Molecular cytogenetic analysis and resequencing of contactin associated protein-like 2 in autism spectrum disorders by Bakkaloglu Betul, O'Roak Brian J, Louvi Angeliki, Gupta Abha R, Abelson Jesse F, Morgan Thomas M, Chawarska Katarzyna, Klin Ami, Ercan-Sencicek A Gulhan, Stillman Althea A, Tanriover Gamze, Abrahams Brett S, Duvall Jackie A, Robbins Elissa M, Geschwind Daniel H, Biederer Thomas, Gunel Murat, Lifton Richard P, State Matthew W in American journal of human genetics (2008).

[PMID: 18179895] PubMed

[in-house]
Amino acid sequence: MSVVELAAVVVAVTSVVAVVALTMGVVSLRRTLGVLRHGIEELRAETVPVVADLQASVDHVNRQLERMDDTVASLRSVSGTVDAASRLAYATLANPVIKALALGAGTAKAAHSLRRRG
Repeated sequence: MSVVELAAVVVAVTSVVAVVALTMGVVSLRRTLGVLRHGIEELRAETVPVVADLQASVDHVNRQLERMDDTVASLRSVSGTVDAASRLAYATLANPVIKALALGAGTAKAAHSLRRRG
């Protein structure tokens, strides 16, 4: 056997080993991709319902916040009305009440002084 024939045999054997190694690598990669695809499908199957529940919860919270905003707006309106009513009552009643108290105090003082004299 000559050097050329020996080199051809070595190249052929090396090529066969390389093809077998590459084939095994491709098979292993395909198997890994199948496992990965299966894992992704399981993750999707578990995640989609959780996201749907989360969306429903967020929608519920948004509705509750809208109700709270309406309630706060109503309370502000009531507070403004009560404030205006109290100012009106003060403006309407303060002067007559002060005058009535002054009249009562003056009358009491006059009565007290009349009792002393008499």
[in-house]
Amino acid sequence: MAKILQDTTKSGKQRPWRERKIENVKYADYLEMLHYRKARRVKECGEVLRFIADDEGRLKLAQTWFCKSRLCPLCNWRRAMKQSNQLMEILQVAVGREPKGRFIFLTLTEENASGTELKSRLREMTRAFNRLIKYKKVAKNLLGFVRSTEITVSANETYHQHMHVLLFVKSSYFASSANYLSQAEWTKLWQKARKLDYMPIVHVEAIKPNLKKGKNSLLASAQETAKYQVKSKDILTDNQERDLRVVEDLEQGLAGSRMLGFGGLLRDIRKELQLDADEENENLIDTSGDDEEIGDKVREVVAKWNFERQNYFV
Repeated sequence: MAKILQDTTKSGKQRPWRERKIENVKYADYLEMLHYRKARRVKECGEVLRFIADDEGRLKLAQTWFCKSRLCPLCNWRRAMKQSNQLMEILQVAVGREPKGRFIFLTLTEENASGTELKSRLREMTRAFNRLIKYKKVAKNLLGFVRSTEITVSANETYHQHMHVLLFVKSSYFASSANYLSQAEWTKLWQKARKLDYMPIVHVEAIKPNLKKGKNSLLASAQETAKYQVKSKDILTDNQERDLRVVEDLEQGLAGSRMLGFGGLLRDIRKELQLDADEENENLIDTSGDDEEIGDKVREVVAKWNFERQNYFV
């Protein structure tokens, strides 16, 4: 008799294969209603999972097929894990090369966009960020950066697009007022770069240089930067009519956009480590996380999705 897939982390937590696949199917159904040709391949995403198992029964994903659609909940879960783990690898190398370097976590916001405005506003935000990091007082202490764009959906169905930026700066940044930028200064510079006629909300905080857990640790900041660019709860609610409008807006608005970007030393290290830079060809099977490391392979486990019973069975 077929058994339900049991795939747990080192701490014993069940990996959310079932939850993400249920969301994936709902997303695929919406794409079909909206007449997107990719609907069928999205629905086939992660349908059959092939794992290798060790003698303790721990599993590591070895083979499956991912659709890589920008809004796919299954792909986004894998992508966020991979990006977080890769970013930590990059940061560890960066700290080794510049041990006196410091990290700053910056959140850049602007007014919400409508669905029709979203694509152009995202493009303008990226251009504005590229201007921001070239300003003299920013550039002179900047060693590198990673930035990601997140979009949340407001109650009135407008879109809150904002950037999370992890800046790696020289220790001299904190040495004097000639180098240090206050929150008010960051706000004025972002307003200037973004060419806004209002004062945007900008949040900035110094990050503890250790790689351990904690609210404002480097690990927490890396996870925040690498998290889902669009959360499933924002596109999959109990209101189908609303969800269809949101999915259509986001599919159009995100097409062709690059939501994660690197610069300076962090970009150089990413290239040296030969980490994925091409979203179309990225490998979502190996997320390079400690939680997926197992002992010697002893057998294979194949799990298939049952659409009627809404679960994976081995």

Autism spectrum disorders (ASD) are a group of related neurodevelopmental syndromes with complex genetic etiology. We identified a de novo chromosome 7q inversion disrupting Autism susceptibility candidate 2 (AUTS2) and Contactin Associated Protein-Like 2 (CNTNAP2) in a child with cognitive and social delay. We focused our initial analysis on CNTNAP2 based on our demonstration of disruption of Contactin 4 (CNTN4) in a patient with ASD; the recent finding of rare homozygous mutations in CNTNAP2 leading to intractable seizures and autism; and in situ and biochemical analyses reported herein that confirm expression in relevant brain regions and demonstrate the presence of CNTNAP2 in the synaptic plasma membrane fraction of rat forebrain lysates. We comprehensively resequenced CNTNAP2 in 635 patients and 942 controls. Among patients, we identified a total of 27 nonsynonymous changes; 13 were rare and unique to patients and 8 of these were predicted to be deleterious by bioinformatic approaches and/or altered residues conserved across all species. One variant at a highly conserved position, I869T, was inherited by four affected children in three unrelated families, but was not found in 4010 control chromosomes (p = 0.014). Overall, this resequencing data demonstrated a modest nonsignificant increase in the burden of rare variants in cases versus controls. Nonetheless, when viewed in light of two independent studies published in this issue of AJHG showing a relationship between ASD and common CNTNAP2 alleles, the cytogenetic and mutation screening data suggest that rare variants may also contribute to the pathophysiology of ASD, but place limits on the magnitude of this contribution.

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